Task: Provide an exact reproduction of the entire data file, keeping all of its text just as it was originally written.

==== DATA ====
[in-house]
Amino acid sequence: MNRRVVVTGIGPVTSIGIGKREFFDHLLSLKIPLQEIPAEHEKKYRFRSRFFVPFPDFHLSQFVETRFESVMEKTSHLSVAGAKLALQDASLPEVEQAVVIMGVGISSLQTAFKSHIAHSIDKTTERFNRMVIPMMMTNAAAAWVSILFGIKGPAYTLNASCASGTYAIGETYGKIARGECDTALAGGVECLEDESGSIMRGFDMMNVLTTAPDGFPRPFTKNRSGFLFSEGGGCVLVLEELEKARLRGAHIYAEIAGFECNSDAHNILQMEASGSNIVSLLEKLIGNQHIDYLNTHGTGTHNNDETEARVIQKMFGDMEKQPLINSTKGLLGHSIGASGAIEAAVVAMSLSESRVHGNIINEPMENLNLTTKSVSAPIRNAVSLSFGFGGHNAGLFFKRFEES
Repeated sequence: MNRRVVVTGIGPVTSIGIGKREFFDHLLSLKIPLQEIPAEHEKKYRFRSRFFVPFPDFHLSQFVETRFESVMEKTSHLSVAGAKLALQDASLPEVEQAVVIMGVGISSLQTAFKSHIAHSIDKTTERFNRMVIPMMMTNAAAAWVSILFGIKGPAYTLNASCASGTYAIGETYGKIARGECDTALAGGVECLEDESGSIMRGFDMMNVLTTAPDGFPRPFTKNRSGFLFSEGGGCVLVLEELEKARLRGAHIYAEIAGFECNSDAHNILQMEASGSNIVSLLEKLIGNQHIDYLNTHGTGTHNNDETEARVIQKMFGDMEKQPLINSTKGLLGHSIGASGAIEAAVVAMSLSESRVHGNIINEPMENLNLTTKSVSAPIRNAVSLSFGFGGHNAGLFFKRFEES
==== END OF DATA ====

[in-house]
Amino acid sequence: MNRRVVVTGIGPVTSIGIGKREFFDHLLSLKIPLQEIPAEHEKKYRFRSRFFVPFPDFHLSQFVETRFESVMEKTSHLSVAGAKLALQDASLPEVEQAVVIMGVGISSLQTAFKSHIAHSIDKTTERFNRMVIPMMMTNAAAAWVSILFGIKGPAYTLNASCASGTYAIGETYGKIARGECDTALAGGVECLEDESGSIMRGFDMMNVLTTAPDGFPRPFTKNRSGFLFSEGGGCVLVLEELEKARLRGAHIYAEIAGFECNSDAHNILQMEASGSNIVSLLEKLIGNQHIDYLNTHGTGTHNNDETEARVIQKMFGDMEKQPLINSTKGLLGHSIGASGAIEAAVVAMSLSESRVHGNIINEPMENLNLTTKSVSAPIRNAVSLSFGFGGHNAGLFFKRFEES
Repeated sequence: MNRRVVVTGIGPVTSIGIGKREFFDHLLSLKIPLQEIPAEHEKKYRFRSRFFVPFPDFHLSQFVETRFESVMEKTSHLSVAGAKLALQDASLPEVEQAVVIMGVGISSLQTAFKSHIAHSIDKTTERFNRMVIPMMMTNAAAAWVSILFGIKGPAYTLNASCASGTYAIGETYGKIARGECDTALAGGVECLEDESGSIMRGFDMMNVLTTAPDGFPRPFTKNRSGFLFSEGGGCVLVLEELEKARLRGAHIYAEIAGFECNSDAHNILQMEASGSNIVSLLEKLIGNQHIDYLNTHGTGTHNNDETEARVIQKMFGDMEKQPLINSTKGLLGHSIGASGAIEAAVVAMSLSESRVHGNIINEPMENLNLTTKSVSAPIRNAVSLSFGFGGHNAGLFFKRFEES